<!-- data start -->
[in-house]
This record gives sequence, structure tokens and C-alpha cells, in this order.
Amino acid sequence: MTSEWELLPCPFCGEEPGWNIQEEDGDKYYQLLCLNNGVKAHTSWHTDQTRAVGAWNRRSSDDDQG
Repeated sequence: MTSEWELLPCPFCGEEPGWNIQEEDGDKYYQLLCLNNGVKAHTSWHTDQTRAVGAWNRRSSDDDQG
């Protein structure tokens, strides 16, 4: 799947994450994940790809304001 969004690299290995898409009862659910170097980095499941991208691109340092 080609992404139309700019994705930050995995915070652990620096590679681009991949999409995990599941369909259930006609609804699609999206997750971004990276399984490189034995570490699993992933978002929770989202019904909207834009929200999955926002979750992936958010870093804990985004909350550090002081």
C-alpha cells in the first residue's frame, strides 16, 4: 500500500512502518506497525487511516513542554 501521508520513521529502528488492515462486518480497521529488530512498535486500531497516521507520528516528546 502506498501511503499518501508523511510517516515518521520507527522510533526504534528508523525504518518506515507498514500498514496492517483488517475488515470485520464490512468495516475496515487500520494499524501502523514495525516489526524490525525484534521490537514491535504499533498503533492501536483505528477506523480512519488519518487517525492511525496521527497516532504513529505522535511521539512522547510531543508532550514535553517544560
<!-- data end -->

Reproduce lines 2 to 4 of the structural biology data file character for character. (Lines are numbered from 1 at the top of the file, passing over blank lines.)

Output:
This record gives sequence, structure tokens and C-alpha cells, in this order.
Amino acid sequence: MTSEWELLPCPFCGEEPGWNIQEEDGDKYYQLLCLNNGVKAHTSWHTDQTRAVGAWNRRSSDDDQG
Repeated sequence: MTSEWELLPCPFCGEEPGWNIQEEDGDKYYQLLCLNNGVKAHTSWHTDQTRAVGAWNRRSSDDDQG